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Towards a revolution in pharmaceutical research thanks to “intelligent” robot chemists?

They are emerging all over the world.

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Towards a revolution in pharmaceutical research thanks to “intelligent” robot chemists?

They are emerging all over the world... Conscientist in the United States, Poderbot in the United Kingdom, MicroLab in France and RoboChem in the Netherlands, chemical robots are on the rise. These machines carry out experiments on their own. The practice is still embryonic but it is gradually taking hold in laboratories. It couples with a robot which carries out the manipulations, an artificial intelligence (AI) which “thinks” to develop a molecule. The AI ​​directly analyzes the results of its experiments to adapt its protocol. The efficiency and speed of these devices is quite astonishing, users assure.

RoboChem, one of the latest to make headlines, has determined optimal conditions for chemical reactions which have been compared to the results obtained by human beings. “In about 80% of cases, the system produced better yields [than humans, Editor’s note]. For the remaining 20%, the results were similar,” assures Timothy Noël, professor who led the RoboChem team at the University of Amsterdam, in a press release.

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Businesses are attracted by the time savings promised by these new technologies. “Until now, 4 to 5 years of research elapsed between the start of an idea and the identification of a molecule to evaluate a new treatment for a disease in the clinic on volunteer patients,” analyzes Laurent Schio , doctor in chemistry, head of the integrated drug research platform at Sanofi. “Exscientia, a British group which collaborates with Sanofi, has announced that it is capable of putting products into the clinical phase in 1 or 2 years thanks to AI. »

“In one week, we can optimize the synthesis of around ten to twenty molecules,” promises Timothy Noël. “This allows us to produce quantities that are directly relevant for suppliers in the pharmaceutical industry, for example.”

In addition to Exscientia, Sanofi also collaborates with a young French company, Aqemia. “Their technology makes it possible, on a digital interface (in silico), to evaluate ideas for molecules produced by researchers or by generative algorithms 10,000 times faster. With these AI tools we were surprised to see the quality and originality of the molecules proposed,” testifies Laurent Schio. “But we still need to step back to assess the impact on our current research processes.”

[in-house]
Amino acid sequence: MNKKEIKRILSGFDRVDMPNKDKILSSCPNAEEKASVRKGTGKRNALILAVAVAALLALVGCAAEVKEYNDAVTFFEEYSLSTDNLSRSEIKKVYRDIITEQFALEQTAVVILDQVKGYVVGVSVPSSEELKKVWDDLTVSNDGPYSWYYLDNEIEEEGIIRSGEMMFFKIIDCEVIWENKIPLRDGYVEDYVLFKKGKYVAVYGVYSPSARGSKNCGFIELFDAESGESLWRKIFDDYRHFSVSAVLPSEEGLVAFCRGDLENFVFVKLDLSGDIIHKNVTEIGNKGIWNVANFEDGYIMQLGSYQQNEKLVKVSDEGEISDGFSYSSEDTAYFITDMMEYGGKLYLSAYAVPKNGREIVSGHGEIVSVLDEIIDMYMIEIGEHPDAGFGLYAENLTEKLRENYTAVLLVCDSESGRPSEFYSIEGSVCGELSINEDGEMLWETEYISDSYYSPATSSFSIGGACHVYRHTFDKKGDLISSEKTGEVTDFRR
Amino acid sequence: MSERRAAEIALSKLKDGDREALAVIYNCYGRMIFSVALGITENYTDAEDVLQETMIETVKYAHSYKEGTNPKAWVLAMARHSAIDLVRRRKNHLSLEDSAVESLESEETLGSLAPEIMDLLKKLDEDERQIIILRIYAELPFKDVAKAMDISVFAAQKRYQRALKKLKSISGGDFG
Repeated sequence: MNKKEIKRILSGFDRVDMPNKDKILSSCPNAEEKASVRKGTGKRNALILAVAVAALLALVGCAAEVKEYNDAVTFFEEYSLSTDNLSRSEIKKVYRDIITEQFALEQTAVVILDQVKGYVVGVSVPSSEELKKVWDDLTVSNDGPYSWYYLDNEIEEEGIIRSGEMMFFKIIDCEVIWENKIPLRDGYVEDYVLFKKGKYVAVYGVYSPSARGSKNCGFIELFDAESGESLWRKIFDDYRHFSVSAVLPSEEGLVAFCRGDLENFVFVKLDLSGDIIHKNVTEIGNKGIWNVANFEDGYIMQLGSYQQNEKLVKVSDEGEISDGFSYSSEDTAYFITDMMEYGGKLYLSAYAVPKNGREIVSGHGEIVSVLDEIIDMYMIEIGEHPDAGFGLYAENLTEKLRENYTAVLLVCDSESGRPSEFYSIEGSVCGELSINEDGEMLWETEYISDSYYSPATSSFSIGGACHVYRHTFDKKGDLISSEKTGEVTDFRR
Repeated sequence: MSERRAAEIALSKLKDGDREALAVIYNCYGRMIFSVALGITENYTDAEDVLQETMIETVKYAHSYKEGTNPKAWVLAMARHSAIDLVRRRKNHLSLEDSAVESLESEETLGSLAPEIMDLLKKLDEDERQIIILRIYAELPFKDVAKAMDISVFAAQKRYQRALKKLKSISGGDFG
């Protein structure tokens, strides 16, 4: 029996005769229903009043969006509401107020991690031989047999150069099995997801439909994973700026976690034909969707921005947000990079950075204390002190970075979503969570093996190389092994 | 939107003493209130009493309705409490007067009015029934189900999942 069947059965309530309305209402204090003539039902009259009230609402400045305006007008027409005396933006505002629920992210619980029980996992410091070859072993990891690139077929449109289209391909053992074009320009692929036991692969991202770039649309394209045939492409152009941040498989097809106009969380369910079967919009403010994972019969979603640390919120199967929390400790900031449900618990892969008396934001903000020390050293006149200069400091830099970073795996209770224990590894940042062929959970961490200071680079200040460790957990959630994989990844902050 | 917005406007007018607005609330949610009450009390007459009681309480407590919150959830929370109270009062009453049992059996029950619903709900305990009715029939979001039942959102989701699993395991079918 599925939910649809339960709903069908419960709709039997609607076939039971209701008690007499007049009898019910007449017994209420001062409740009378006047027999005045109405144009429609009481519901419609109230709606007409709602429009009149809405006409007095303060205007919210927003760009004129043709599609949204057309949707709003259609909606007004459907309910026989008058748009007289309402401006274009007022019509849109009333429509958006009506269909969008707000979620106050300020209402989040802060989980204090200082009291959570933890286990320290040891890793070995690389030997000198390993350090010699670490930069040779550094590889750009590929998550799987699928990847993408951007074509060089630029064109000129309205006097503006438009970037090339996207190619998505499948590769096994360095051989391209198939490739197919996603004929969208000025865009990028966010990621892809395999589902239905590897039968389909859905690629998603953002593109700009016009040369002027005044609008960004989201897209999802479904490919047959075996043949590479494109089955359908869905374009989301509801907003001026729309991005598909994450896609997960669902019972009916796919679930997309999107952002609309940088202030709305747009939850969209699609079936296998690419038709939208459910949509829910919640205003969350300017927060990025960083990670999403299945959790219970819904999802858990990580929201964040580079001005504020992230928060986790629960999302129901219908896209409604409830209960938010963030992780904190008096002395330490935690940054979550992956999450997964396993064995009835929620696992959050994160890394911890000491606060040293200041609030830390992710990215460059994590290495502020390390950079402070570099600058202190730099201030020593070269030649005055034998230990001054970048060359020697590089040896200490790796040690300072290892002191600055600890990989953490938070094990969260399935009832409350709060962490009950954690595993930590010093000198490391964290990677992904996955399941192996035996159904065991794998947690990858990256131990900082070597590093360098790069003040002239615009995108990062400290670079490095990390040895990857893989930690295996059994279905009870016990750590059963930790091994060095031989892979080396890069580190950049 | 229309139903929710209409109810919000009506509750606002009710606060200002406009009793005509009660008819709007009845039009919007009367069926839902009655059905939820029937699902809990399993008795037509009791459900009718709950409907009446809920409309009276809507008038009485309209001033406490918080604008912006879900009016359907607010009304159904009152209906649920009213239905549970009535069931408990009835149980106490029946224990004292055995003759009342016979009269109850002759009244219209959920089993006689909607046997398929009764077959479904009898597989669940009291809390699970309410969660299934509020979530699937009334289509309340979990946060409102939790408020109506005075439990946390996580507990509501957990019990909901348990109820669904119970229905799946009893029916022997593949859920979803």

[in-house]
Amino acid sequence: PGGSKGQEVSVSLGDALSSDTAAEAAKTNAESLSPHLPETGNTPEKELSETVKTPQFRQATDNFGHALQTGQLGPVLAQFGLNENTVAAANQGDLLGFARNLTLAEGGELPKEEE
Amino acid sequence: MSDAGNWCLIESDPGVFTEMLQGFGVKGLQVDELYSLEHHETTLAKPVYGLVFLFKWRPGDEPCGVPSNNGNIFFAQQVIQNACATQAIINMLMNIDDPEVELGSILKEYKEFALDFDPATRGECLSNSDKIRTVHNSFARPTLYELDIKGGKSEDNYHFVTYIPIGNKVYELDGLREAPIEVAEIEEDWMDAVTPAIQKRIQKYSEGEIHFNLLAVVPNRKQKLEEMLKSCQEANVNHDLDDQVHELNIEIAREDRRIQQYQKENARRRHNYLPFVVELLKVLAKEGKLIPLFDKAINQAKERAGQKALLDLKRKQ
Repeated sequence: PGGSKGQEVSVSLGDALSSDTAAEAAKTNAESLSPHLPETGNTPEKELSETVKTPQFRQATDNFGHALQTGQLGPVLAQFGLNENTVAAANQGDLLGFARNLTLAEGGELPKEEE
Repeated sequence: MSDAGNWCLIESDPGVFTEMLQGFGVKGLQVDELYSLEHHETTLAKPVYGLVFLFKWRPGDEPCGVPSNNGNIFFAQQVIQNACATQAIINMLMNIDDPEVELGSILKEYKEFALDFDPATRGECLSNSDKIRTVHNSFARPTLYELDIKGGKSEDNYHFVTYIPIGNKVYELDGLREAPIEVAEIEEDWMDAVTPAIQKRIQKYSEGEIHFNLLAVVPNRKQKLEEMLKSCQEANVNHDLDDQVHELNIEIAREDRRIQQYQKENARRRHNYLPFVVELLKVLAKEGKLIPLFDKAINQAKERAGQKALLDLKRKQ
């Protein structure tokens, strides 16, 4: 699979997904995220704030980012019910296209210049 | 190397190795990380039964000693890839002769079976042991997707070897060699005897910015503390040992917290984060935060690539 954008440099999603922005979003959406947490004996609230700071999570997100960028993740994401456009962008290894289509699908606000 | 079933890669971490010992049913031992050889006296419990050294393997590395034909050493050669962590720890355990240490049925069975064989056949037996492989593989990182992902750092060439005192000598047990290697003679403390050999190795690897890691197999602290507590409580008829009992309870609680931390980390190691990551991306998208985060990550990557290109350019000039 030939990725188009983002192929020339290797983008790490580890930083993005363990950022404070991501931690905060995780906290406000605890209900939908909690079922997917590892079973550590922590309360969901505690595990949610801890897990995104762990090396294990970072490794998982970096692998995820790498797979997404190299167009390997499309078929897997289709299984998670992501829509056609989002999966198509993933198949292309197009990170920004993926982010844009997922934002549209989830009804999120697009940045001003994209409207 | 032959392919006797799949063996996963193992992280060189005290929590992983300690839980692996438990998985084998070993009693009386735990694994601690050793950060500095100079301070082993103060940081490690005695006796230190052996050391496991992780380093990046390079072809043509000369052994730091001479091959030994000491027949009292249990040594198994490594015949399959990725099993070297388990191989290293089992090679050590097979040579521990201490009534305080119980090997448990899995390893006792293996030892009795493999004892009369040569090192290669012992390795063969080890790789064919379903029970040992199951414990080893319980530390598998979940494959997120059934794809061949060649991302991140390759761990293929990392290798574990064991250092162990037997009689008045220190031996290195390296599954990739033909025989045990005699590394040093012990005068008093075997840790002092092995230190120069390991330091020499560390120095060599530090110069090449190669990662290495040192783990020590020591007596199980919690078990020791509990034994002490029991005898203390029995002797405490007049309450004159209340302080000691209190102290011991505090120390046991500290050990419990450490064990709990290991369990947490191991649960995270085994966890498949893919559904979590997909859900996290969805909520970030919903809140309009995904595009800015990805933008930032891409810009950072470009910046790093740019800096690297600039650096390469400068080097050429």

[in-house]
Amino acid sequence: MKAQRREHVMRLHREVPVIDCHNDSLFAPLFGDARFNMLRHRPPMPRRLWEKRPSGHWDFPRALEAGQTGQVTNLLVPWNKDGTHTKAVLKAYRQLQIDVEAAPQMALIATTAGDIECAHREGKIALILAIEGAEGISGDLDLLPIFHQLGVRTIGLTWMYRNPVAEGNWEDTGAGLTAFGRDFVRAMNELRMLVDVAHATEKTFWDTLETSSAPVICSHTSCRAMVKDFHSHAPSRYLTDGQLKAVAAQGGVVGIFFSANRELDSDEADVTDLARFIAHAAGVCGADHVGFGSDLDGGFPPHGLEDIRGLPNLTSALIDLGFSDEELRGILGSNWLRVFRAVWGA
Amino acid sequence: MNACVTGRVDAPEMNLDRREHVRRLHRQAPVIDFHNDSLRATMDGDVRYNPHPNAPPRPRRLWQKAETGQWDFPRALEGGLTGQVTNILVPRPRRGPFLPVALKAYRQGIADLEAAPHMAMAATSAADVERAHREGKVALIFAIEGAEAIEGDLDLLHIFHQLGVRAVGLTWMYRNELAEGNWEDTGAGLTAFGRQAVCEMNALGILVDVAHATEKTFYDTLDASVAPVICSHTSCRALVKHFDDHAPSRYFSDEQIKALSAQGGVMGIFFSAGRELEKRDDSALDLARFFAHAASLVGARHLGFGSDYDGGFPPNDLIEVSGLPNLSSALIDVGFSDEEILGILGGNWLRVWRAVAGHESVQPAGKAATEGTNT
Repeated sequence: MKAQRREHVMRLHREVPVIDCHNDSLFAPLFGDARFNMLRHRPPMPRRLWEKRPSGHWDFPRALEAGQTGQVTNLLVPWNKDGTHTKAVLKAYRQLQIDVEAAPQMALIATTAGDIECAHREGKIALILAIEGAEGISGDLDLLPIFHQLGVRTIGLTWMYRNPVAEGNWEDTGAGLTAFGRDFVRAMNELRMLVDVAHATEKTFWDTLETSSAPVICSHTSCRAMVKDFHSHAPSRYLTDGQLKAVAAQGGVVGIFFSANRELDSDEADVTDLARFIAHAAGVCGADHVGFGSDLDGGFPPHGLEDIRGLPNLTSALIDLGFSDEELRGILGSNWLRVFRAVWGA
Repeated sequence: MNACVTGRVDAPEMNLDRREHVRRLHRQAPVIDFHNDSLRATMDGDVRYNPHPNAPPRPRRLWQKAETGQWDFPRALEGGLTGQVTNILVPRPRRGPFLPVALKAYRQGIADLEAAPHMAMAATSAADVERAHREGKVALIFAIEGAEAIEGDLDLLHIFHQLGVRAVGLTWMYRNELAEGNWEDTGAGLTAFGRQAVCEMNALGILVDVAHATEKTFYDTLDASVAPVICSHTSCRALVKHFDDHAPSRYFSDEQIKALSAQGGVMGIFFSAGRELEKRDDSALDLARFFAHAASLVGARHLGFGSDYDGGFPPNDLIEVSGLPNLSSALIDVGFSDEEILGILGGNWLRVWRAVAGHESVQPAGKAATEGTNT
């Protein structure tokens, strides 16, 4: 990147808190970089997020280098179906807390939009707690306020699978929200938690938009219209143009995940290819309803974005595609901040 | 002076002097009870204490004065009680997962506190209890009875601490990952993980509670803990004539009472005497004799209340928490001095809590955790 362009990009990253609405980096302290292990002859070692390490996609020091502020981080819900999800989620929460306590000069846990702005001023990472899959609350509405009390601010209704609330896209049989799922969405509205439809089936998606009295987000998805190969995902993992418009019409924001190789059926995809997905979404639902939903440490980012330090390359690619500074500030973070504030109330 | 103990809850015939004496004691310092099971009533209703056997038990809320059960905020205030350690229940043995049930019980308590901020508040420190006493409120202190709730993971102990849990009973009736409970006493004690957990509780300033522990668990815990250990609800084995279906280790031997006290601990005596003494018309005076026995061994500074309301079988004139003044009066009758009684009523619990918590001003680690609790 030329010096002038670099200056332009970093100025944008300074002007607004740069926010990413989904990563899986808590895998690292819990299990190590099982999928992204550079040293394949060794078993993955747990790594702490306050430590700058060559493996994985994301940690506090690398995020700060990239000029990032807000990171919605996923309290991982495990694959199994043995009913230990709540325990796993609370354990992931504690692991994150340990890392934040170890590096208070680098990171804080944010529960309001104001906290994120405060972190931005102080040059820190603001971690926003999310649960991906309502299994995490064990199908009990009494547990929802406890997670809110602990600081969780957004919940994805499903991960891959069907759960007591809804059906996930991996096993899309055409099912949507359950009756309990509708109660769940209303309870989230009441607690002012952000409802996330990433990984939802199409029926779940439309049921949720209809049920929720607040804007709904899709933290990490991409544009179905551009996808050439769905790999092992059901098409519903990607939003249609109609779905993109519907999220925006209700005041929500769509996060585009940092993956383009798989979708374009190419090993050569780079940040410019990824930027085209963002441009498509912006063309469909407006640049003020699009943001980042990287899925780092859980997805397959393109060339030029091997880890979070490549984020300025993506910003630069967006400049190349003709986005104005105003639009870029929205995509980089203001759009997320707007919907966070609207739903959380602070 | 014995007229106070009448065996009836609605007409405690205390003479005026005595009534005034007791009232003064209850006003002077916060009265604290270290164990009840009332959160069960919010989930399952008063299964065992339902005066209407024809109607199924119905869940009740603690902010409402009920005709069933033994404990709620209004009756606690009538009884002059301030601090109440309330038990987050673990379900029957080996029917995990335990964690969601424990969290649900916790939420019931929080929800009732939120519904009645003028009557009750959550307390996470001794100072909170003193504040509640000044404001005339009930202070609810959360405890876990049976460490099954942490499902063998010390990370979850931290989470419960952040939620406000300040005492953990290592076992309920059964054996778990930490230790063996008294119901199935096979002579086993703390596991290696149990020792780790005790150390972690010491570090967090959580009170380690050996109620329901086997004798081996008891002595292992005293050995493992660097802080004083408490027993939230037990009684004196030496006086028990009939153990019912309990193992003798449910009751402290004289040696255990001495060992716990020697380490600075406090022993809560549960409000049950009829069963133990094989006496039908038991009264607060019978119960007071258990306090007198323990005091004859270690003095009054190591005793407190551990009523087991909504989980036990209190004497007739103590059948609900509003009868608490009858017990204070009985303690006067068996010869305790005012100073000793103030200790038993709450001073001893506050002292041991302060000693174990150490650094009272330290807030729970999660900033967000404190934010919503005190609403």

How can we explain the success of these AIs? For Laurent Schio, “humans tend to stay in their knowledge zone when the robot explores all avenues.” AI processes information in two different ways, either by iteration or by correction of its own algorithm (it corrects its way of doing things based on the results of its experiments, by learning). The robot's strategy makes it possible to identify the optimal conditions for the manufacture of a compound such as reaction time, quantities of reagents, light, temperature, etc.

For Professor Timothy Noël, “RoboChem produces a complete and exhaustive data set where all relevant parameters are obtained for each individual molecule. This provides much more information [than studies carried out by humans, Editor's note]. » The robot also takes into account negative results, which are rarely communicated by the scientific community and therefore little used despite their usefulness.

RoboChem carries out chemical experiments requiring light (photocatalysis). The technique is used in pharmaceuticals, agrochemistry and in the synthesis of materials. But the molecules in the center of the reaction tube are less accessible to light than those stuck to the wall, which is the cause of inconsistent and unexplained variations between the results of the same two experiments. RoboChem carries out the same operation as humans but to the nearest millimeter and millisecond in order to limit the randomness linked to human manipulation and thus increase precision, particularly in the homogenization of light during the reaction.

Will humans become the robot's laboratory assistants? “Human involvement was limited to the definition of the parameter space” and “the isolation of pure compounds,” reports Timothey Noël, a laboratory technician working to prepare the stock solutions that are used by the robot . But AI conversely allows operators to be relieved of a tedious part of the analyses. When researchers study, for example, the biological activity of a molecule, the analysis is simple in 95% of cases and can easily be entrusted to the machine, allowing them to concentrate on analyzing the remaining 5%, which is more problematic and requiring a more detailed study. “It’s a gain in quality of work, simple repetitive tasks can be treated like when using a robot vacuum cleaner,” believes Laurent Schio. Laboratory working conditions will continue to change because tasks with low added value for humans will increasingly be entrusted to AI-enabled robots.

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